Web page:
SCOTT v. The STATE.
Patrick Delroy Scott appeals his conviction for possession of marijuana with intent to distribute.1 He asserts that the trial court erred in denying his written request for a jury charge on the lesser included offense of misdemeanor possession of marijuana.2 Finding no evidence that warranted a charge on the lesser offense, we affirm.
Law enforcement officers testified that on April 20, 2007, they followed a green Honda to a store parking lot. Some time later, a white Cadillac driven by Scott entered the parking lot and parked nearby. Scott got out, took a large black plastic garbage bag from the trunk, and returned to the driver's side of the Cadillac. Another man, Jamie Williams, exited the Honda and entered the front passenger side of the Cadillac. Several officers then approached the Cadillac. Two of them testified that they saw Scott displaying to Williams a clear bag containing green leafy material, which they believed to be marijuana, and Williams holding and counting an amount of United States currency. One of the officers also saw Scott holding the black garbage bag. The other officer saw the black garbage bag on the Cadillac's center console.
The officers placed Scott and Williams into custody, moved the two vehicles to another place in the parking lot, and searched the vehicles. The officers also searched Scott. They found $5,700 in the front passenger area and a black plastic garbage bag containing more than 2,300 grams of marijuana in the driver's area of the Cadillac. They also found $628 in Scott's pocket. And they found a blue backpack containing more than 1,100 grams of marijuana.3
Scott testified at trial that he did not go to the parking lot with the intent to sell marijuana but rather with the intent to purchase a small amount of marijuana, worth $10 to $20, from Williams. But Scott denied possessing this small amount of marijuana; when asked if Williams “ever [got] to give you the half ounce or whatever of marijuana you were trying to buy[,]” Scott testified, “No.” Scott also denied possessing the larger amount of money. He denied any knowledge of the blue backpack. And he denied retrieving the black bag from his trunk, testifying instead that Williams brought a black bag into his car.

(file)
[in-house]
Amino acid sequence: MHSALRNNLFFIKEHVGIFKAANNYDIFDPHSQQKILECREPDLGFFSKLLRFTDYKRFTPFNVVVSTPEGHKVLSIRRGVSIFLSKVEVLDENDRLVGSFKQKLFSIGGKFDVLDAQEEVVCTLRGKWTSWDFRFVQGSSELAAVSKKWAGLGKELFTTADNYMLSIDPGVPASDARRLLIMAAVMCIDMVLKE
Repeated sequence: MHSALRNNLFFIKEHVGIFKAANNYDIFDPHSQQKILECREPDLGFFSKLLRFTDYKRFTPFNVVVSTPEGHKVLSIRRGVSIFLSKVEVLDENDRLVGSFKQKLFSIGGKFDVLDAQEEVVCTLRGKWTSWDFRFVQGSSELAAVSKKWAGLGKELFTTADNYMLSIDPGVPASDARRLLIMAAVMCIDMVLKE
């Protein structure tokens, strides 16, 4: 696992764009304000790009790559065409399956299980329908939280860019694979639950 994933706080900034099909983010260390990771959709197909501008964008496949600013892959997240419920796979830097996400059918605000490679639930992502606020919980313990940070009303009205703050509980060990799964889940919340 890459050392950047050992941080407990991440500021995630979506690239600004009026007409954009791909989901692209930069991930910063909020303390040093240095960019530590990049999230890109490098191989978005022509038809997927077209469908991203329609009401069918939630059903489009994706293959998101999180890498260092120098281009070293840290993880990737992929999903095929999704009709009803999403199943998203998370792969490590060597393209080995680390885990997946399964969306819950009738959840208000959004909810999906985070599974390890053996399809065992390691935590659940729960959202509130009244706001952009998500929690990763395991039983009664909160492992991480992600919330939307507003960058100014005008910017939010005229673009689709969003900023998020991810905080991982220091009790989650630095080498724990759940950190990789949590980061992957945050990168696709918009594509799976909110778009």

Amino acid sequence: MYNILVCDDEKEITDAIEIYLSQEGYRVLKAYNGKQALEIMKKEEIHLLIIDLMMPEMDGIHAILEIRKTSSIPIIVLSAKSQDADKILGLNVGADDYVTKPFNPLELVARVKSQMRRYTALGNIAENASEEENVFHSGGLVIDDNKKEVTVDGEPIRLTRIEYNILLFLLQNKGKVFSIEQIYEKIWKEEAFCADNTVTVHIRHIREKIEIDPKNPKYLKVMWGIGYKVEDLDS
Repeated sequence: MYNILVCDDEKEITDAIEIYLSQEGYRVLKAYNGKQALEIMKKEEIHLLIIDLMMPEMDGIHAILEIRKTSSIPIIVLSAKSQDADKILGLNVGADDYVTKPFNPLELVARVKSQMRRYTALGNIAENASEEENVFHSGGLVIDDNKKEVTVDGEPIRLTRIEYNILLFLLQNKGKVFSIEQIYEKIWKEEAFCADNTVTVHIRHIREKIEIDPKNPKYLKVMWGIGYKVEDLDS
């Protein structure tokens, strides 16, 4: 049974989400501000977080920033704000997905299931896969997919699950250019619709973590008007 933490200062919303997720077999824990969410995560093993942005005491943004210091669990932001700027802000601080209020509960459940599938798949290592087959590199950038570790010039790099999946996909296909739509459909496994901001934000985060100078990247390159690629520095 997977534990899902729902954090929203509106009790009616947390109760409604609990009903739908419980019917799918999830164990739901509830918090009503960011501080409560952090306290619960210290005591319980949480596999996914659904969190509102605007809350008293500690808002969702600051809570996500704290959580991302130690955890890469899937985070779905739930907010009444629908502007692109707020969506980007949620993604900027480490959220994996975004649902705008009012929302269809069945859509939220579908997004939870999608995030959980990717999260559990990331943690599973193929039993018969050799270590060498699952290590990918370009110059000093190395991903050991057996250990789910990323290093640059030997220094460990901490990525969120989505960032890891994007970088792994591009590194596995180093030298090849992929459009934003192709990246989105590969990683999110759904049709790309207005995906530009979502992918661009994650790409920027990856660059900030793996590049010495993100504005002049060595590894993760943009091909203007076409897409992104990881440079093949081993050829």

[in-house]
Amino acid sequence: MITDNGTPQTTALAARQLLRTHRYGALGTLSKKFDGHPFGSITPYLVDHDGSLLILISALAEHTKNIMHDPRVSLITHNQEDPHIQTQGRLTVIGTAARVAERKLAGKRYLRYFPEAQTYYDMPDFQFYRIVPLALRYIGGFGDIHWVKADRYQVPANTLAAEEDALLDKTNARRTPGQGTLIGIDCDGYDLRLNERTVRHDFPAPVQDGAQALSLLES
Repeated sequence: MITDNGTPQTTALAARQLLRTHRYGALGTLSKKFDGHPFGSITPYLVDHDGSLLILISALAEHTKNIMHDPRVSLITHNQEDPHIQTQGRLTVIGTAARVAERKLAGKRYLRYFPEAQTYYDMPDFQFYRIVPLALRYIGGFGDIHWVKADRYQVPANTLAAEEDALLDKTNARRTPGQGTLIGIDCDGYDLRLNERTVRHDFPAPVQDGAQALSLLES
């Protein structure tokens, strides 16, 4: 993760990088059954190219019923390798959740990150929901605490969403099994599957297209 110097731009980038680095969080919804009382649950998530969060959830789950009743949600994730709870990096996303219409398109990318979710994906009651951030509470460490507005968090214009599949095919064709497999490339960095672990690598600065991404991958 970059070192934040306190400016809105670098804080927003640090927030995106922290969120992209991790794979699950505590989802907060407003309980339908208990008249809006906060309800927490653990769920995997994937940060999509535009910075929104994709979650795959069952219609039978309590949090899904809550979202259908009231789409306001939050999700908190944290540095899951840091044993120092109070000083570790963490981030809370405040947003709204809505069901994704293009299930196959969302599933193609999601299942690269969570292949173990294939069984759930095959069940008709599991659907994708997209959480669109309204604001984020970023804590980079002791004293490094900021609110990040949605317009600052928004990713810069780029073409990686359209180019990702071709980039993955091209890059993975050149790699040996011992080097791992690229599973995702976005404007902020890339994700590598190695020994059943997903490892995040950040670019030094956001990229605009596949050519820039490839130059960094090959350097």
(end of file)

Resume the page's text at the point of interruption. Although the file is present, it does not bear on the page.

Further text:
Scott made a written request to the court to charge the jury on the lesser included offense of misdemeanor possession of marijuana. The court denied Scott's requested charge over his objection, on the ground that there was no evidence that Scott possessed the amount of marijuana required for the lesser charge, because Scott testified that he did not possess any marijuana at all and the officers testified that Scott possessed too high an amount for the lesser charge. The jury found Scott guilty of possession with intent to distribute marijuana, and the court denied Scott's motion for new trial.
“A written request to charge a lesser included offense must always be given if there is any evidence that the defendant is guilty of the lesser included offense.” 4 This rule, however, “does not obviate the necessity that the evidence actually warrant the requested charge.” 5 There was no evidence that Scott possessed only the one ounce or less of marijuana required for a finding that he was guilty of misdemeanor possession under OCGA § 16-13-2(b). Instead, the state's evidence showed that Scott possessed a greater amount of marijuana, and Scott denied possessing any marijuana. Under these circumstances, the trial court did not err in refusing to charge the jury on the lesser included offense of misdemeanor possession of marijuana.6
1. OCGA § 16-13-30(j)(1).
2. See OCGA § 16-13-2(b); Ellison v. State, 265 Ga.App. 446, 449(3), 594 S.E.2d 675 (2004) (simple possession of marijuana is a lesser included offense of possession of marijuana with the intent to distribute).
3. The record does not indicate where the officers found the blue backpack.
4. Edwards v. State, 264 Ga. 131, 132, 442 S.E.2d 444 (1994) (citation and punctuation omitted).
5. Moses v. State, 264 Ga. 313, 315(2), 444 S.E.2d 767 (1994) (citations omitted).
6. See Martin v. State, 268 Ga. 682, 685(7), 492 S.E.2d 225 (1997) (where evidence showed either commission of completed offense as charged or commission of no offense, trial court was not required to charge on lesser included offense). Cf. Johnson v. State, 296 Ga.App. 697, 699(2), 675 S.E.2d 588 (2009) (trial court erred in refusing to give charge on lesser included offense of misdemeanor possession, where it was undisputed that defendant took possession of some amount of marijuana and there was evidence that amount was less than one ounce).
SMITH, P.J., and BERNES, J., concur.